Part 1 - Understanding your Informal Settlements
An ‘Informal Settlement’ exists where housing has been created in an urban or peri-urban location without official approval.
Informal settlements may contain a few dwellings or thousands of them, and are generally characterised by inadequate infrastructure, poor access to basic services, unsuitable environments, uncontrolled and unhealthy population densities, inadequate dwellings, poor access to health and education facilities and lack of effective administration by the municipality. Informal settlements are not peculiar to South Africa – they are increasingly the norm in Africa and in many other developing countries where the need for urban housing for the poor cannot be matched with delivery of any kind of formal housing.
The management and improvement of informal settlements (see Part 2) is already the most necessary housing skill in our part of the world, and your commitment to this task is of great strategic value.
To be effective you need to develop a real understanding of your informal settlements. The first requirement is a list of every informal settlement in the municipality, their precise locations shown on a map and accurate details of who owns the land.
Then the history of each settlement must be understood – when and why it was created, by whom and why that site was chosen. There will also be a history of how the landowner and neighbours have responded to the occupation, how the municipality has responded to the needs and the nature of any agreements, commitments or controversies.
An understanding of the basis on which the residents are organised and represented is also essential so that you can learn how to most effectively engage with them. The most valuable asset in addressing the challenges will be the building of trusting relationships between representatives of the municipality and the residents (see Part 3).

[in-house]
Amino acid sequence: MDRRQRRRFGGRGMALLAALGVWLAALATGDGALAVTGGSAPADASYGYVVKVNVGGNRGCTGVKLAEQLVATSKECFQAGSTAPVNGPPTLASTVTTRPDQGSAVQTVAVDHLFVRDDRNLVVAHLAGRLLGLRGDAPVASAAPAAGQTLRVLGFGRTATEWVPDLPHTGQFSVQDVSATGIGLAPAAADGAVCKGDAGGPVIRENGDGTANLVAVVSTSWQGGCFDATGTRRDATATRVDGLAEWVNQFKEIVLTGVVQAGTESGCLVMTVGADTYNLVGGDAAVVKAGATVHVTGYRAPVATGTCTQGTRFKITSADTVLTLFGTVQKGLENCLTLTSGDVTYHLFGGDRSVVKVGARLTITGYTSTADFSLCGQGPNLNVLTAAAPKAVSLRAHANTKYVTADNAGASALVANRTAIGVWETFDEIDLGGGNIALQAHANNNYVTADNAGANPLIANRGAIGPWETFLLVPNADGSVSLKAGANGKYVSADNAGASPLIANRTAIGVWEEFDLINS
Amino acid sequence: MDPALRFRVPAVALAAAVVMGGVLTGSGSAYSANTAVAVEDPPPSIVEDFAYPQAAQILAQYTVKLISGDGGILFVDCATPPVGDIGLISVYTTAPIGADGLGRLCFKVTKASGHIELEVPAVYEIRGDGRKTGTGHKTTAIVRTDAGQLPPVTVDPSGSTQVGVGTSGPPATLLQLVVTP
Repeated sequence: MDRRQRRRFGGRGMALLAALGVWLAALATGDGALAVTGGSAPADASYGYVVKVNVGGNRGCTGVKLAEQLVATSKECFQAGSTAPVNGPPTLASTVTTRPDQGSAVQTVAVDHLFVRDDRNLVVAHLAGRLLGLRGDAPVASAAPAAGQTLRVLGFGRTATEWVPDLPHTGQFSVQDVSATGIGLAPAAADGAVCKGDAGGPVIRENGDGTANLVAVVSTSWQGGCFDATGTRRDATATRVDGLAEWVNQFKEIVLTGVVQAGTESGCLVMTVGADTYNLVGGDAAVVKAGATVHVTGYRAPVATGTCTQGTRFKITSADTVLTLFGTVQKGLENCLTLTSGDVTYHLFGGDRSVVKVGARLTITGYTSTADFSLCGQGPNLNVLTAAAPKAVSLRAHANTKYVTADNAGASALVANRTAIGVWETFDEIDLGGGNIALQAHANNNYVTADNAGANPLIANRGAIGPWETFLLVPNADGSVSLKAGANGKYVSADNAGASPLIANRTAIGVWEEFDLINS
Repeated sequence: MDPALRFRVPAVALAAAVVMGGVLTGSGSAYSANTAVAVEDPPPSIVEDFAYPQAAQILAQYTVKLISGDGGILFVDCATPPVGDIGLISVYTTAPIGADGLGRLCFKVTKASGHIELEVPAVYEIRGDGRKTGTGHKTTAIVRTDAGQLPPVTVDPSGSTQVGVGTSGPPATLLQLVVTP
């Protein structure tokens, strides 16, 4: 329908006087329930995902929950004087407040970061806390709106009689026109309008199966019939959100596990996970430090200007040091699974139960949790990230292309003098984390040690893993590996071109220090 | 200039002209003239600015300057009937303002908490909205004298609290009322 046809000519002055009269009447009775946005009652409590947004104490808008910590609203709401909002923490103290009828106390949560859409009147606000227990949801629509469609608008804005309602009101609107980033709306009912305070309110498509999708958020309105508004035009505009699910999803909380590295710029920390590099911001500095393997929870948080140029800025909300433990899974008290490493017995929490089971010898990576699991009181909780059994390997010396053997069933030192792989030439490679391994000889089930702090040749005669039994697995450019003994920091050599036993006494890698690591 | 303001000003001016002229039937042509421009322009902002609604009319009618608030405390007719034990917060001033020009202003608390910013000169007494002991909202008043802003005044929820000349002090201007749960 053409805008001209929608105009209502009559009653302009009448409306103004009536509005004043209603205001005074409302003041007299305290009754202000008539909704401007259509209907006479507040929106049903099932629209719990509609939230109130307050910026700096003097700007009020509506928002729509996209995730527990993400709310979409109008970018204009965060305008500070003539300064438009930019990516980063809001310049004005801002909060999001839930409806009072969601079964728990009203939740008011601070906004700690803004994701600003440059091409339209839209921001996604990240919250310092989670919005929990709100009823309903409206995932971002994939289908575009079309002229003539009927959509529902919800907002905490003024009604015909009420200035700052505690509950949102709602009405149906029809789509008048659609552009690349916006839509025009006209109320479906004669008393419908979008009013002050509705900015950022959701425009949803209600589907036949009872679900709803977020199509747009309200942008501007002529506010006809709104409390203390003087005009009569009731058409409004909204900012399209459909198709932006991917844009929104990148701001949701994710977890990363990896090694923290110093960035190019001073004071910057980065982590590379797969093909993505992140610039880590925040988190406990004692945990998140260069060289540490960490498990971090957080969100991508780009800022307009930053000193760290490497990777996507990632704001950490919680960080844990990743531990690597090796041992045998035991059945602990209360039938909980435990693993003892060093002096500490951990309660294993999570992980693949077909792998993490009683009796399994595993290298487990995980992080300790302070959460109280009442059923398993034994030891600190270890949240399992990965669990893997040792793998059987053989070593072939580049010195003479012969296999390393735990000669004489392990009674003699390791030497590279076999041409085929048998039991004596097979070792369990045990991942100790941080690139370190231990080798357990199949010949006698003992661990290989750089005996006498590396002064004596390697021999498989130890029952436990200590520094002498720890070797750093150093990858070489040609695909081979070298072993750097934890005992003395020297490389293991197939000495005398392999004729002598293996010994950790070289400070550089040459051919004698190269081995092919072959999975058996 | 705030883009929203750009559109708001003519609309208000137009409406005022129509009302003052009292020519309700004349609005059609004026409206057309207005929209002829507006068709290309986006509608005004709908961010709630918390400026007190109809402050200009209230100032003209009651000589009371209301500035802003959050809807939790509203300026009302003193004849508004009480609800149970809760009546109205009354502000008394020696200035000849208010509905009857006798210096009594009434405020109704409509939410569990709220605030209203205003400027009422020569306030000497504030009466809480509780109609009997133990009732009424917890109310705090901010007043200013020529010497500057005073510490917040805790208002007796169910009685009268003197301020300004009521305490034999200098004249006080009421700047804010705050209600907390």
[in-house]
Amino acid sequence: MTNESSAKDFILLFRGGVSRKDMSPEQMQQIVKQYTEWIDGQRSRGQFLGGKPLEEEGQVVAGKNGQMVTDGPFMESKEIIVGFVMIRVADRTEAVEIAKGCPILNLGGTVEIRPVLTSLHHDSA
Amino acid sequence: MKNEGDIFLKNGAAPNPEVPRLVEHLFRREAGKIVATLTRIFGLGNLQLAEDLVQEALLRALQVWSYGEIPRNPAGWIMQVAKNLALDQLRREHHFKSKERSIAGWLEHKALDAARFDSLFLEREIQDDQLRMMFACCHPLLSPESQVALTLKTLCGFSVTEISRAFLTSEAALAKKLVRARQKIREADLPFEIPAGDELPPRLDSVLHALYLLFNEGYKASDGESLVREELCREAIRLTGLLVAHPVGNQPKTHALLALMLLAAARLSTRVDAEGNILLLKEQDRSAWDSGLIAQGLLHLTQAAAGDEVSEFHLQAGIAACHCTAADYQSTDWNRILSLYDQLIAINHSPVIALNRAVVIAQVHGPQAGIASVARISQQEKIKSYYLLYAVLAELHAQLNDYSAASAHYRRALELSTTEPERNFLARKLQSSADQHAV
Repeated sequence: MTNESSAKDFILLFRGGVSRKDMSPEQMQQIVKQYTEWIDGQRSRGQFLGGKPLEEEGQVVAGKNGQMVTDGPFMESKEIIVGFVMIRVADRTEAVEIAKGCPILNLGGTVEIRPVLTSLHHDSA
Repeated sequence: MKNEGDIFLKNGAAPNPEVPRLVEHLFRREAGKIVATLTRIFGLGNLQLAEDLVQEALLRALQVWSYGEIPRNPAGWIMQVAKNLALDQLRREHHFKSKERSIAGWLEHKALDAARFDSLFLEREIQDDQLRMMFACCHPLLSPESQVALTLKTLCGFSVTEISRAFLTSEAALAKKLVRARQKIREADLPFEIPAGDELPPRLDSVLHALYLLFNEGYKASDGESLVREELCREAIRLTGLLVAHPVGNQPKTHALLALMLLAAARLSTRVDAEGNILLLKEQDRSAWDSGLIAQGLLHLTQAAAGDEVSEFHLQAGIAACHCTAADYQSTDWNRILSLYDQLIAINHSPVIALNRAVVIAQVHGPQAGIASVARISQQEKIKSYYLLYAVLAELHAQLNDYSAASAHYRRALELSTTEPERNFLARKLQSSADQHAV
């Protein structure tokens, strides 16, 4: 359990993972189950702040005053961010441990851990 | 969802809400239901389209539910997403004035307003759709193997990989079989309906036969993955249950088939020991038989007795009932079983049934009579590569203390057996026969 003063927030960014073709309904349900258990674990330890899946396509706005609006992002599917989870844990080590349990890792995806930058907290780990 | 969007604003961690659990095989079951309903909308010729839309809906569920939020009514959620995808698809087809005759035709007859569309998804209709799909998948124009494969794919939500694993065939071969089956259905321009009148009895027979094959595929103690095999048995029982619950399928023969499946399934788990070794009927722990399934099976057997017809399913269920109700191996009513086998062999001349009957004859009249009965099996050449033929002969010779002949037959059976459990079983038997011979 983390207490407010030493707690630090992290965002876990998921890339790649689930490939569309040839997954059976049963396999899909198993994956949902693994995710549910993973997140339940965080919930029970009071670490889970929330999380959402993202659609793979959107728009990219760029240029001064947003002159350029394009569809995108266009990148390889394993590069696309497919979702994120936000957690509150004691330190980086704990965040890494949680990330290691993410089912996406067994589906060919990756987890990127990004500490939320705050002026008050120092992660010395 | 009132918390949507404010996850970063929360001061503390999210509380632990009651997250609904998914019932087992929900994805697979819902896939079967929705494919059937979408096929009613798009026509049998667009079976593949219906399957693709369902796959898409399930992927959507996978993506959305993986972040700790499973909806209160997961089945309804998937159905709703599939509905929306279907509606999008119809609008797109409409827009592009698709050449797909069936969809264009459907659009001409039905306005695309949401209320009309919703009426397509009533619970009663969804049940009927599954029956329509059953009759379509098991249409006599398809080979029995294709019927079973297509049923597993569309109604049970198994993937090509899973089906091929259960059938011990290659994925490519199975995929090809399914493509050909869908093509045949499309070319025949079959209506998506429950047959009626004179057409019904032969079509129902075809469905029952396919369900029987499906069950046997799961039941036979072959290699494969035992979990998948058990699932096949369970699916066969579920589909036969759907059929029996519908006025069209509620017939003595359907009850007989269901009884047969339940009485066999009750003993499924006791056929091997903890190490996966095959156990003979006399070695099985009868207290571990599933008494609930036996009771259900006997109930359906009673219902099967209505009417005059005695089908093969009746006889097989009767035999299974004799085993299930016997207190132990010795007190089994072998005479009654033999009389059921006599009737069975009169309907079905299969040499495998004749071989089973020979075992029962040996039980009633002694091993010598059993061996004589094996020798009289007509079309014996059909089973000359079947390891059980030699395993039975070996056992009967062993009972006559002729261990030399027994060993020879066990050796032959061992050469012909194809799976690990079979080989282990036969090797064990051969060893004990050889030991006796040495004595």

Next you must get to grips with the detailed issues within each settlement. You will want to know how many dwellings there are in each settlement, how many households reside there and the names, ages and identity numbers of the residents – that is best done by a survey done jointly by community members and officials (See Part 4).
You must also establish what services are actually provided to each settlement by the municipality – which will require a joint inspection to establish the real facts about service delivery. Through such a shared process, a lot more can be learned about life in the settlement and, in particular, about the greatest needs of the residents and how they would prioritise them.
You will then be in a position to start thinking constructively about the overall challenges that you face. You probably have three kinds of informal settlements:
- Those which, realistically, can be replaced with formal townships within no more than five years, either in that same location or elsewhere, using the resources available to the municipality and to the satisfaction of the residents (They won’t stay there if it doesn’t work for them!).
- Those settlements which are likely to stay where they are for many years. The majority of your settlements may fall into this category. These will need incremental improvement, and that is the subject of NUSP, the UISP and this Resource Kit.
- Any settlements that must be urgently relocated because they are seriously dangerous or hazardous. These should probably be addressed using the Emergency Housing Programme of the Department of Human Settlements.
Examples of how these issues have been addressed in South Africa are shown here and here.